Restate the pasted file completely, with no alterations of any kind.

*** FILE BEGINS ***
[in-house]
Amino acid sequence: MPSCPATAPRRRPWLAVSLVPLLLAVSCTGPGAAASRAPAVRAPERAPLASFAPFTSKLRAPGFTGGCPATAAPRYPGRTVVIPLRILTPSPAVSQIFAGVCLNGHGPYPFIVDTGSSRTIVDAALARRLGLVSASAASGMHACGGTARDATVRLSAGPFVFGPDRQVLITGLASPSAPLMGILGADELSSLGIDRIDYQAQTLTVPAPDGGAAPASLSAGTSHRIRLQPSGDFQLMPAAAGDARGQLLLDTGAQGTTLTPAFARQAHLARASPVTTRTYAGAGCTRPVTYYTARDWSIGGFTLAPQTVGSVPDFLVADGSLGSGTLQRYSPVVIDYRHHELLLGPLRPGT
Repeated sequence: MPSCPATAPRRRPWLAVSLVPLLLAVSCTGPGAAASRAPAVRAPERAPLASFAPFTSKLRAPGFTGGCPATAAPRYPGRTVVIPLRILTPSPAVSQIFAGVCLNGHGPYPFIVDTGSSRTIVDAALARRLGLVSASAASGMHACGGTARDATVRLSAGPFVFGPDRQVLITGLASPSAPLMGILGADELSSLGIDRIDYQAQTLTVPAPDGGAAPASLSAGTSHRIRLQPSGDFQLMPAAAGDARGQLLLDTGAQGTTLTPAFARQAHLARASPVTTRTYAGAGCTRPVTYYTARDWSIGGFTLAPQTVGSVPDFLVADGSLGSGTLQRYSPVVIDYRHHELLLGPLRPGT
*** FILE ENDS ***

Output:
[in-house]
Amino acid sequence: MPSCPATAPRRRPWLAVSLVPLLLAVSCTGPGAAASRAPAVRAPERAPLASFAPFTSKLRAPGFTGGCPATAAPRYPGRTVVIPLRILTPSPAVSQIFAGVCLNGHGPYPFIVDTGSSRTIVDAALARRLGLVSASAASGMHACGGTARDATVRLSAGPFVFGPDRQVLITGLASPSAPLMGILGADELSSLGIDRIDYQAQTLTVPAPDGGAAPASLSAGTSHRIRLQPSGDFQLMPAAAGDARGQLLLDTGAQGTTLTPAFARQAHLARASPVTTRTYAGAGCTRPVTYYTARDWSIGGFTLAPQTVGSVPDFLVADGSLGSGTLQRYSPVVIDYRHHELLLGPLRPGT
Repeated sequence: MPSCPATAPRRRPWLAVSLVPLLLAVSCTGPGAAASRAPAVRAPERAPLASFAPFTSKLRAPGFTGGCPATAAPRYPGRTVVIPLRILTPSPAVSQIFAGVCLNGHGPYPFIVDTGSSRTIVDAALARRLGLVSASAASGMHACGGTARDATVRLSAGPFVFGPDRQVLITGLASPSAPLMGILGADELSSLGIDRIDYQAQTLTVPAPDGGAAPASLSAGTSHRIRLQPSGDFQLMPAAAGDARGQLLLDTGAQGTTLTPAFARQAHLARASPVTTRTYAGAGCTRPVTYYTARDWSIGGFTLAPQTVGSVPDFLVADGSLGSGTLQRYSPVVIDYRHHELLLGPLRPGT